Bio exam 3

  1. DNA characteristics
    • 1.      Information: necessary for construction of entire organism
    • 2.      Replication: genetic material must be accurately copied
    • 3.      Transmission: Successfully passed from cell to cell and parent to offspring
    • 4.      Variation: must be able to identify variations in species/ and w/in species
  2. Levels of DNA structure
    • 1. Nucleotides are the building blocks of DNA (and RNA).
    • 2. A strand of DNA (or RNA)
    • 3. Two strands form a double helix.
    • 4. In living cells, DNA is associated with an array of different proteins to form chromosomes.
    • 5. A genome is the complete complement of an organism’s genetic material
  3. Chromosome
    cellular structures that contain geneticmaterial
  4. Nucleotides
    • 1.Directionalityà 5’ to 3’ in which C is linked to the phosphate
    • 2. phosphate group
    • 3. pentose sugar (deoxyribose in DNA, ribose in RNA)
    •       a. C are #’d starting w/ C to the right of O, cont. in clockwise direction to count
    •       b. Sugar carbons 1’ to 5’
    •       c. Base attached to 1’
    •       d. Phosphate attached to 5
    •       e. Deoxyribose lacks an O at 2’, therefore why called DE-OXY
    •       f. Phosphodiester bond
    •       g. Backbone= sugars+ phosphates
  5. Phosphodiester bond
    2 phosphoester bonds (covalent bonds betw. P and O) in which phosphate groups attach 2 sugars
  6. Nitrogenous base
    • 1.      Base, projects INWARDLY from backbonea.    
    • Purines: double- ring structure                                                           
    •   i. Adenine(A)                                                             
    • ii. Guanine(G)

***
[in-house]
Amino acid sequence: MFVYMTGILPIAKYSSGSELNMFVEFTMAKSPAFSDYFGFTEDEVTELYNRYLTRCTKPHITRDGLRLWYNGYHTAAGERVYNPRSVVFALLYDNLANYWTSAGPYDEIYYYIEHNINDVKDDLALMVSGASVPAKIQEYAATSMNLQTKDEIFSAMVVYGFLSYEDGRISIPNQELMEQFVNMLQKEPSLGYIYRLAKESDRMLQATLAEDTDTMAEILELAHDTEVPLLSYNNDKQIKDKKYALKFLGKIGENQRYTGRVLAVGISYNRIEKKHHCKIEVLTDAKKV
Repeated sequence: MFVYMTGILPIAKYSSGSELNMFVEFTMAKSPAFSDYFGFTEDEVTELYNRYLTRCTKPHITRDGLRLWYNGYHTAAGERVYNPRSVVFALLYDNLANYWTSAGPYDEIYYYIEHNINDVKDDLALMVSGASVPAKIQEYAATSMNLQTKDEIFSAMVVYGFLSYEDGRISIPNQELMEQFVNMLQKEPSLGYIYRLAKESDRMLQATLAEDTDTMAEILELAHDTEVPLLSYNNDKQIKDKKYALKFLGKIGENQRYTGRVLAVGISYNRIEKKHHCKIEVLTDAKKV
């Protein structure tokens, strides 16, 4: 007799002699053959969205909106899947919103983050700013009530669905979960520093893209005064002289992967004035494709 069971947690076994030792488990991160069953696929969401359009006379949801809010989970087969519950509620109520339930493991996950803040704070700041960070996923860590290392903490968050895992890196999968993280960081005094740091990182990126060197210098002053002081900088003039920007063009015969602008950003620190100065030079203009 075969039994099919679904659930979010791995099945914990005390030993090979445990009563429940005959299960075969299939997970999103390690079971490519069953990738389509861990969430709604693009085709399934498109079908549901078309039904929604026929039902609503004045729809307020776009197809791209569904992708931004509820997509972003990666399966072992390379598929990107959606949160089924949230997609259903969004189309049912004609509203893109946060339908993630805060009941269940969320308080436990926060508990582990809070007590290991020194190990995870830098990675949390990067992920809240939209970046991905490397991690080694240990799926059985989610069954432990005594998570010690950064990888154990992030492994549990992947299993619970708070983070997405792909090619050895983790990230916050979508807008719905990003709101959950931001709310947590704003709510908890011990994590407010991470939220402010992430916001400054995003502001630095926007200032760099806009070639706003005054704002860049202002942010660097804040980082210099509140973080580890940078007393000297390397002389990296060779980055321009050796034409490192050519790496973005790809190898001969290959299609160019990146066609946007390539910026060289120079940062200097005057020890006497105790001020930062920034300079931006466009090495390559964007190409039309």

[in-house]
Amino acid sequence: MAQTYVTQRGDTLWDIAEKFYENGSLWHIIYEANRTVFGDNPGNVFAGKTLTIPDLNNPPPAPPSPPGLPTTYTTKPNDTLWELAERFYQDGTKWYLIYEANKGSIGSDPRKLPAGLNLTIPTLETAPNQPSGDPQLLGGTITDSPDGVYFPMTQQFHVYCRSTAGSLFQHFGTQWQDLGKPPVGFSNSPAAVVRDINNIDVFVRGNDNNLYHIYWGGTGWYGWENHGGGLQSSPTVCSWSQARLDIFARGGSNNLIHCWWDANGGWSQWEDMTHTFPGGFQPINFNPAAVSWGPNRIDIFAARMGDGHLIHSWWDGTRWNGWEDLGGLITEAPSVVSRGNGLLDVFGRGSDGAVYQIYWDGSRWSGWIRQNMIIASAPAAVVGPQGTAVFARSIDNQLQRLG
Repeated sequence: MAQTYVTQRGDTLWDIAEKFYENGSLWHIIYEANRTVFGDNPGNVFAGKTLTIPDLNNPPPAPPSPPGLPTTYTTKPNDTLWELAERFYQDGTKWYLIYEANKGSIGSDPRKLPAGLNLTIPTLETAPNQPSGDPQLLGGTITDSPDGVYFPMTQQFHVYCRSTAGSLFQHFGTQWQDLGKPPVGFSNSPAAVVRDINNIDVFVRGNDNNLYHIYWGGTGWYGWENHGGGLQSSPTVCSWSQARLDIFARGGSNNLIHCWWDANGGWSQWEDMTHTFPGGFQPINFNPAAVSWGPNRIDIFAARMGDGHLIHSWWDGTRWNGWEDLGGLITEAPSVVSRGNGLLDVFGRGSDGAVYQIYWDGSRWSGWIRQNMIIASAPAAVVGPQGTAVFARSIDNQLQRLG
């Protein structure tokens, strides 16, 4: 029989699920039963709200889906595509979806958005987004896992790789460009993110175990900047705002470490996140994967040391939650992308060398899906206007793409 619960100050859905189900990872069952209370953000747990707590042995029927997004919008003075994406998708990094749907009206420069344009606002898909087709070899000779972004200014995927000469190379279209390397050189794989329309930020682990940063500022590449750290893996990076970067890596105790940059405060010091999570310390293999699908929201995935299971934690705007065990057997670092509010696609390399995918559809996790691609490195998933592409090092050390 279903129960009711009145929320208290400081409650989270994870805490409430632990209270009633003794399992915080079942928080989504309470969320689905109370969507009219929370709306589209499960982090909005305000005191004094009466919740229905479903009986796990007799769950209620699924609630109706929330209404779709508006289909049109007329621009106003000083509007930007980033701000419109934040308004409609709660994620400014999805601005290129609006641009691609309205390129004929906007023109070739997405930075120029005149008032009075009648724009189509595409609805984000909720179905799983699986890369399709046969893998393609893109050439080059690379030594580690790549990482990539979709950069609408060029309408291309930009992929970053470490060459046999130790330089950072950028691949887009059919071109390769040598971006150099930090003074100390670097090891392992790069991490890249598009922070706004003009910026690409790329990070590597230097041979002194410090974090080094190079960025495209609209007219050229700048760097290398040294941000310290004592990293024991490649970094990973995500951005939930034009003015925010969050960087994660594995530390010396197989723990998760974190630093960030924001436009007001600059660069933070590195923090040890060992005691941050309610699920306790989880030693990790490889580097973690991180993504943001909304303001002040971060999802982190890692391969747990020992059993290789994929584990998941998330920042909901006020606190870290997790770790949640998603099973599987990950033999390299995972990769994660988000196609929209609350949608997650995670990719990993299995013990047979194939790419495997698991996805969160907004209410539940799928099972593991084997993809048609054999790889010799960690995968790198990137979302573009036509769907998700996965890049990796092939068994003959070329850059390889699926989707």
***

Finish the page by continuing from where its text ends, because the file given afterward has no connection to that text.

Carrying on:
• b. Pyrimidine’s: have single ring structure                                                               i. thymine(T)                                                         
    •     ii. cytosine (C )                                                             iii.      uracil (U)
  7. Complementary
    can predict sequence of 1 strand when given itspair
  8. Major Groove
    • the larger length of DNA rotation
    • · Provides location where proteins can bind and effect gene expression
  9. 1953, James Watson and Francis Crick, with Maurice Wilkins, proposed the structure of the DNA double helix
    used pauling's ball and stick model (purine-pyrimidine pairing)

    Rosalind Franklin’s X-ray diffraction results suggested a helical structure with uniform diameter
  10. Erwin Chargoff
    • Results consistently showed that amount of
    • adenine similar to the amount of thymine and amount of cytosine similar to
    • amount of guanine
  11. DNA Replication
    :a mechanism in which DNA can be copied

    • 1.Origin of replication provides an opening
    • called a replication bubble that forms two replication forks

    2.DNA replication proceeds outward from forks